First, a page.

When this episode was being made, it looked quite possible that it would have to function as a series, as well as season, finale. (Mad Sec has, of course, since been renewed for a sixth and final ten-episode season.) With that in mind, the writers clearly decided to leave everything on the field.
We’re at the final stage of nailing down the treaty on climate change migration: Russia and China are holdouts, but brought back into line quickly enough. Elizabeth then officially tenders her resignation, but stays in post long enough to go before the Foreign Relations Committee and bitch-slap Senator Luke Wheeler out of Nashville, then twist the arm of another Senator into supporting the treaty. With that, POTUS has the numbers in the Senate as well; the deal is done.
And that. it appears, is pretty much Mad Sec’s job done as well, and all that’s left is for her formally to announce her candidature for the White House. In anticipation Mike B has Daisy and Blake vetting Elizabeth’s kids: Blake is a bit rough on Stevie, and takes her out for a drink to apologise. They’re getting on well, and then they’re standing outside the bar, perhaps a little closer together than necessary, and all of a sudden you know where this is going… and they TOTALLY KISS. This possibility hadn’t even been on my radar until this episode, and now I am HERE for it. (They wind back to “platonic” later. Hmph.)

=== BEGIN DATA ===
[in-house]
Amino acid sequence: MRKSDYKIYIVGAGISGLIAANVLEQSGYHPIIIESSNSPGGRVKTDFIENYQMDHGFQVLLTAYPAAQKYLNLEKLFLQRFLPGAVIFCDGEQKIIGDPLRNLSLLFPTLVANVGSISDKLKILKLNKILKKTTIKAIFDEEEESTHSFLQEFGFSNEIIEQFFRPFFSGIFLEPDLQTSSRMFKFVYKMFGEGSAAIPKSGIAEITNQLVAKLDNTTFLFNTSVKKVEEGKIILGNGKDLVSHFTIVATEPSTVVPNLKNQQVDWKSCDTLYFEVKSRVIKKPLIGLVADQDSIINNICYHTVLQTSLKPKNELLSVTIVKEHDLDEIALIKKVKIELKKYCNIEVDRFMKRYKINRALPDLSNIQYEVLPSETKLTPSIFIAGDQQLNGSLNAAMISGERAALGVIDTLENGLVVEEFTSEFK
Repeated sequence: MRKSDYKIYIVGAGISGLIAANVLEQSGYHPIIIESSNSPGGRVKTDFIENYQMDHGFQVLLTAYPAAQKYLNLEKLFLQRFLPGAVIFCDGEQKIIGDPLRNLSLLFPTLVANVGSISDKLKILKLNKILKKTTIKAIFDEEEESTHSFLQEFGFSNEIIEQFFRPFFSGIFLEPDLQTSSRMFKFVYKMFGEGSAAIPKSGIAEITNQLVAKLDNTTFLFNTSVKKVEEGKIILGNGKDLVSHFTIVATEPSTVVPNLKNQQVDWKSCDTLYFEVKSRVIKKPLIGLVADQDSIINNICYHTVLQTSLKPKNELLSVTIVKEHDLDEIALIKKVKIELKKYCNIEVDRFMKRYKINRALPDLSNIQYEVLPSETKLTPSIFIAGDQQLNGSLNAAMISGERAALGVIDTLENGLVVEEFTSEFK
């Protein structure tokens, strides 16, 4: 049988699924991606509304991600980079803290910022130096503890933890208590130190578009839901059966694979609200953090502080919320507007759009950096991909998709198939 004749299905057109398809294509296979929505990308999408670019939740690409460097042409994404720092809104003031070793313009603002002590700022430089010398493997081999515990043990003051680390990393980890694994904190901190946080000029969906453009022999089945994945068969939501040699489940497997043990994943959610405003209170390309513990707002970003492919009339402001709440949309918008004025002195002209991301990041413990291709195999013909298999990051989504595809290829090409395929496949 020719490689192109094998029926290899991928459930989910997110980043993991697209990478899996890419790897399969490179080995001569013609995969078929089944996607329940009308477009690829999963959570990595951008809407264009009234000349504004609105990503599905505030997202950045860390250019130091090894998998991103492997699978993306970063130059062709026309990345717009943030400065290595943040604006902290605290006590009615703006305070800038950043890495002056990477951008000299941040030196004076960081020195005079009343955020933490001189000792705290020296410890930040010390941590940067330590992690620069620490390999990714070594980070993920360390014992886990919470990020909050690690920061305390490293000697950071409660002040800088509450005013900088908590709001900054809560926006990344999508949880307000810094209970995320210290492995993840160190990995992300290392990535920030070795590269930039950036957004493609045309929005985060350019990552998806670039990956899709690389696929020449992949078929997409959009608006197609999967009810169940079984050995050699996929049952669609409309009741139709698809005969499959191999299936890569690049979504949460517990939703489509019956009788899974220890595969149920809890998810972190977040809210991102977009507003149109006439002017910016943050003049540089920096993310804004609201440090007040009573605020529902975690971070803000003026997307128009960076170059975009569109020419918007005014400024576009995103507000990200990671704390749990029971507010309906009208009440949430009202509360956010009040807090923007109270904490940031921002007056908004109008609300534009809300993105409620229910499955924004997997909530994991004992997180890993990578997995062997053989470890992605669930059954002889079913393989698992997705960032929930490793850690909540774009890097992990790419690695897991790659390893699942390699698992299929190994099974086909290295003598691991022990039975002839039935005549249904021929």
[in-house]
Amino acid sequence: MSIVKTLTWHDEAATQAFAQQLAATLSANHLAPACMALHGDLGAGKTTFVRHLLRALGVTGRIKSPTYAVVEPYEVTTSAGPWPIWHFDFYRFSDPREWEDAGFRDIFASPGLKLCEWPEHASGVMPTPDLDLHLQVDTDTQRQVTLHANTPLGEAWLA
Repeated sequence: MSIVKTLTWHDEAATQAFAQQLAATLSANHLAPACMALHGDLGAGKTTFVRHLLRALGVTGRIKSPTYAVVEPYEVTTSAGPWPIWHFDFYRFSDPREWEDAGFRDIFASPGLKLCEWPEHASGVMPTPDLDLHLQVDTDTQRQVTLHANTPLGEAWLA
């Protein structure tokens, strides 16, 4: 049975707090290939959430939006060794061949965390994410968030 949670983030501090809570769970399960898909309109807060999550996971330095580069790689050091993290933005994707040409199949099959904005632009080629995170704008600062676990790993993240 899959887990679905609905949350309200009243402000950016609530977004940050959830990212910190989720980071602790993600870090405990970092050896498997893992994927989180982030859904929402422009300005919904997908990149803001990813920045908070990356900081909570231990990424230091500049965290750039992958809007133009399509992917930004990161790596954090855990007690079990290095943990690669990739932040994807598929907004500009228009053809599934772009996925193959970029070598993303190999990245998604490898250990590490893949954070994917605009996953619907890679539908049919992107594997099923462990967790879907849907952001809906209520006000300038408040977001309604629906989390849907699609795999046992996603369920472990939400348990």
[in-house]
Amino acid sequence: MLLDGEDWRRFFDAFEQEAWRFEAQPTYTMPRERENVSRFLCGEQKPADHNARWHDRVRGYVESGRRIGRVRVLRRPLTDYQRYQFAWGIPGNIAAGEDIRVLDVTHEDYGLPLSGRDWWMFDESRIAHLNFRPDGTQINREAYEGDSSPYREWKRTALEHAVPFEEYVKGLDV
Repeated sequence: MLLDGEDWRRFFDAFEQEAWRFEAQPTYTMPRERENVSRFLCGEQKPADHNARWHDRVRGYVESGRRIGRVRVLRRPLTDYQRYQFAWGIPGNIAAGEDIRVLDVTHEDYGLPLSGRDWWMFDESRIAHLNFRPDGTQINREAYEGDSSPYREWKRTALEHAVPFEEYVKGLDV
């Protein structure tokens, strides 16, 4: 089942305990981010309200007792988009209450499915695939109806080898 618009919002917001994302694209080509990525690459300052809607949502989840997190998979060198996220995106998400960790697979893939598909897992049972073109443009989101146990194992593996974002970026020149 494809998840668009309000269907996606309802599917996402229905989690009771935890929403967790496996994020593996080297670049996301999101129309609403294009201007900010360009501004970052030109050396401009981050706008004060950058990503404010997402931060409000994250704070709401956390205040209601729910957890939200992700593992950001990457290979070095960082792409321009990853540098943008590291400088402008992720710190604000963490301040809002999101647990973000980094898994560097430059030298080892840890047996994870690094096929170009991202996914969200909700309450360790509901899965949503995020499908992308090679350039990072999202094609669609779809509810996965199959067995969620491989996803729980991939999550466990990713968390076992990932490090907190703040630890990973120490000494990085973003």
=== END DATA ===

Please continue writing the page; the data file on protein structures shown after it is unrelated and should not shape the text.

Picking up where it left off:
But there’s one final foreign policy crisis to be handled, and it’s a big one: so big, in fact, that it… kind of gets underplayed a little? Anyway, the UN Security Council, including Ambassador Peter Harriman, is meeting in Geneva. But a white nationalist terrorist group murders the entire Security Council with sarin. The entire Security Council. I mean, that’s not the sort of thing you can just… move on from? Anyway, this starts to scare off some treaty signatories, with a view to their own domestic politics; particularly when Luke Wheeler basically says that the terrorists have a point and that he’ll cancel the treaty if elected.
Cometh the hour, though: Russian Foreign Secretary Avdonin clearly wants to do business with Elizabeth rather than Luke, and tips her off that the Wheeler campaign has been bought. One very quick investigation later there’s a money trail from Russian oligarchs to a Wheeler Super PAC; and, unlike in real life, evidence of Russian support for a campaign is enough to knock the candidate out. Elizabeth then tries to walk back her resignation – the country needs her, etc. – but POTUS tells her to get out there and secure their legacy. Which she does: or, at least, she declares, and presumably we’ll get to see the outcome in the final season.
It’s an excellent end to another good season; perhaps it sagged a little in the second half of the run, but Madam Secretary continues to be a reliable source of grown-up pleasure: a thoughtful, intelligent, well-acted drama. The writers maybe wore their hearts on their sleeves more explicitly this time round, but these are not normal times, so I’ll forgive them that one.